The Last Mile
The Hawthorn Half Day ultra race took place May 18, 2019, and in typical Indiana form, it was the hottest day of the year thus far. The humidity was already causing steam to rise off the lake at 7 a.m. It would be a very long 12 hours and that time would be filled with one thing: running continuous laps of a 3-mile trail loop. I started that day with the intention of running 18 miles. Not bad, I thought, considering my first run took place just two and a half years prior. And before this day, my longest run to date was a half marathon distance of 13.1 miles. As soon as the shotgun went off to start the race, the countdown began to the end — to the last mile.
By the time I neared the end of my 12 hours running, I was covered in a film of salty dried sweat. My San Diego Padres baseball cap felt like it was glued to my head and ponytail, which blocked my face from the 87-degree heat that day. My hands were swollen, and my legs ached. Walking was nearly impossible due to the blisters that covered my feet. I was in so much physical pain that I could barely move. Yet somehow, I managed to summon enough strength to keep going — to run that last mile — to get myself through the finish line. And at the end of that race, I did not run 18 miles like I set out to run. I ran a 50K (32 miles), making it my first ultramarathon.
Runners will often say that the last mile is the hardest to run, because the end is so close but feels so unattainable. It’s at that last stretch that you have to push yourself through the worst of the pain — physical and mental — to cross the finish line. And oftentimes, the only thing that pushes you through is knowing the race and that pain, will be done on the other side of that mile. Your body will still hurt and feel bruised. But the pain of that final push will be over. And that in itself is a deep relief.
When you’re running that last mile, it feels impossible to finish; yet somehow, we always make it through. While we’ve been physically training for a race or ultramarathon for months, our minds have also been training. The brain and muscle memory overrides the pain, in order to get to the other side of that last mile.
Three days after I ran my last mile at the Hawthorn Half Day race, I had a conversation with my husband. It was the scariest and most difficult conversation we ever had in our 18 years of marriage (and in the 23 years we’d known each other). It was that conversation that I told him I wanted a divorce.
I knew for months that conversation needed to happen, but I was terrified to give voice to what I wanted for myself. And despite what I needed, I did not want to hurt him or our daughter. I wrote down exactly what I would say.
We’ve grown apart. … We’ve changed over the years. … We’re not the same people we were when I met you at 21 and got married at 25. … I need different things. … We didn’t have a failed marriage; we had a successful one. It’s simply run its course. … Neither of us are happy or satisfied. … We need to live separately. … I need to be alone and explore who I am now. … It’s time to move on.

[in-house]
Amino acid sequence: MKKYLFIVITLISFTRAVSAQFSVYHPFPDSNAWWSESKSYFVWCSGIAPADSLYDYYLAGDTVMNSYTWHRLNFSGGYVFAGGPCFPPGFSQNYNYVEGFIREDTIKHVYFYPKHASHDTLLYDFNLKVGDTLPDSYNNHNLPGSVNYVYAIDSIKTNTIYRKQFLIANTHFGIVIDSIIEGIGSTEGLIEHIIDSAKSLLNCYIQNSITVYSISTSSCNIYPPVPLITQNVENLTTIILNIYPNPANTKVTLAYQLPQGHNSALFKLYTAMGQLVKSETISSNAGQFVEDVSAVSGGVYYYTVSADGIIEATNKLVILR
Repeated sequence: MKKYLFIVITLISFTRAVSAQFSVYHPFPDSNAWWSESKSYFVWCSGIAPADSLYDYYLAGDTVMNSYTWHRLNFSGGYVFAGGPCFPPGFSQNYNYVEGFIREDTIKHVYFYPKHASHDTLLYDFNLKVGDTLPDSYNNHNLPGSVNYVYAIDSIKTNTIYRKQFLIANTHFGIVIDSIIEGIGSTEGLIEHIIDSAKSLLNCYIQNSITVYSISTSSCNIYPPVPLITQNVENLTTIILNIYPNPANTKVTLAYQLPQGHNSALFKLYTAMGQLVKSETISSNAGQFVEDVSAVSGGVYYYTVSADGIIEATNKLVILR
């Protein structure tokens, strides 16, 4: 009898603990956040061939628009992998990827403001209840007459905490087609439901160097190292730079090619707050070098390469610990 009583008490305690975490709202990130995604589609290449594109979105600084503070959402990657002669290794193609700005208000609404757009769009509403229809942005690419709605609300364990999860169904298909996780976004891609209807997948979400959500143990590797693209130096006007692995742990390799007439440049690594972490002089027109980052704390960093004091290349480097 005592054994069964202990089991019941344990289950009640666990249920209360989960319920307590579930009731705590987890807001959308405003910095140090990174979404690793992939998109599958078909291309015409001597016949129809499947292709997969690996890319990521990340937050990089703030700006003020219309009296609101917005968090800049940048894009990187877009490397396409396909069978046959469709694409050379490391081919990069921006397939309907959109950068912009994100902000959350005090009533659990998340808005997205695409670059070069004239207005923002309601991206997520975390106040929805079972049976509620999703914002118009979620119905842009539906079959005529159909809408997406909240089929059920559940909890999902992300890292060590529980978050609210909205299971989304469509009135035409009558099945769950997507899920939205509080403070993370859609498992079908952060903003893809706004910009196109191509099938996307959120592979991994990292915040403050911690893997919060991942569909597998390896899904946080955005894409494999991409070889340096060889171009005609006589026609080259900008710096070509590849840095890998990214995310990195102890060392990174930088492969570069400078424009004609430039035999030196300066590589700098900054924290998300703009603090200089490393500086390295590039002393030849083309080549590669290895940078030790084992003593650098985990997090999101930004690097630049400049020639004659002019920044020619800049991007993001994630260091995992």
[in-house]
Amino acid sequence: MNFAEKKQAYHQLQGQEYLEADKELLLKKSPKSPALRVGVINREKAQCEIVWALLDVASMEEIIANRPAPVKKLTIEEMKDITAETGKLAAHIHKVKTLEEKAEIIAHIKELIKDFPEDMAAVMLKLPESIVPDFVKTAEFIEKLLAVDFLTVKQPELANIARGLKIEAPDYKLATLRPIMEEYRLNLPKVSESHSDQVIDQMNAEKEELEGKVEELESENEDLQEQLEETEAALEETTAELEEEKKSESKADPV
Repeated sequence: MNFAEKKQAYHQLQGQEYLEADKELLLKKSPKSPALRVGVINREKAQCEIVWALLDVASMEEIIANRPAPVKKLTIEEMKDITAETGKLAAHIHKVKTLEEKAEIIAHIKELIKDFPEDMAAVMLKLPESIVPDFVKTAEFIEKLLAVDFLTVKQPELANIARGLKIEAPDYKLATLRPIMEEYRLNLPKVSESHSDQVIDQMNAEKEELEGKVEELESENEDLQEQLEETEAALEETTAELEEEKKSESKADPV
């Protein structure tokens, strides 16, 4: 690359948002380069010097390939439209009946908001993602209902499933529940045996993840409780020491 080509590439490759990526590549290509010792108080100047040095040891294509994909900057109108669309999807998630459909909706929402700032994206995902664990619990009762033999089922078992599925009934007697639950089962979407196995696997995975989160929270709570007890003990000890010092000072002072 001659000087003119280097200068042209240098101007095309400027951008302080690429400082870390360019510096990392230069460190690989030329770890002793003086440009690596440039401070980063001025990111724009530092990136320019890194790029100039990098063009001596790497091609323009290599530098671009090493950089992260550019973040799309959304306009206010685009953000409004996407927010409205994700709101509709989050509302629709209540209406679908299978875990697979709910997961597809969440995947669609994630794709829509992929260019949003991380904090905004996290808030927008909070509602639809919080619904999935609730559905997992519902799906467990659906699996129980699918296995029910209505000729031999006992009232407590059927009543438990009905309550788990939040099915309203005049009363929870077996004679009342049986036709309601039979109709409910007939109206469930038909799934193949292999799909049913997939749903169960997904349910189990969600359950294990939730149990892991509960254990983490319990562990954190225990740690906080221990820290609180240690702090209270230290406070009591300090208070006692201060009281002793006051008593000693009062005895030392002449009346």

I rehearsed that dialogue over and over in my head, multiple times. I told myself that if I wrote all the words down and practiced long and hard enough, then I would make it through without tears; and my ex-husband would make it through unbruised.
Are you saying you want a divorce? he said back to me.
I just feel that we’ve grown apart and are in different places in life … we want different things, I responded.
Do you want a divorce? “Yes” or “no.”
Yes, I quivered. … And the damn of my tears broke wide open.
The reality is there is no perfect conversation. There is no way to craft the “right” statements that would make a divorce more palpable and cause less damage. As much as I believed and felt all those statements — and as much as I knew my ex-husband and I were both unhappy — there’s no way to end a relationship without hurt and pain.
Having that conversation was very much like running that last mile. It’s terrifying; it hurts; and you don’t know if you’ll be able to finish. You’ll be left weary and crying. The only thing that gets you through that conversation is what gets you through the last mile: knowing that it will be over and you’ll soon be on the other side of the pain.
I finally got to the point where I had some faith in that; and while I knew it would be awful, it would at least be done. I wouldn’t have to live with it eating me alive anymore. Yet no matter how many times I practiced that conversation in my head, I couldn’t predict how I would react and how my ex-husband would react, or how our daughter would react. Just like you can’t predict the outcome of a race.
Much like how I trained for my ultra race, I trained for this conversation; only I didn’t realize I had. Through running; through moving to Indiana from California at midlife and starting a new life from scratch; through friendships and new experiences … I built this woman who was changed and stronger than the girl who said “I do” at age 25. There was a whole reserve of strength to help me get through the conversation, just like how it got me through that last mile of my ultramarathon.
None of us realize the strength we’ve built inside us, until we find ourselves running through the last mile of a race or having the brutally honest conversation with your spouse or partner. That last mile and conversation is terrifying. But it’s not just the last mile of a run or the end of the race, nor is it the last conversation or the end of a marriage. I wasn’t running for a finish line. I was running to the beginning; to the start of a brand new life.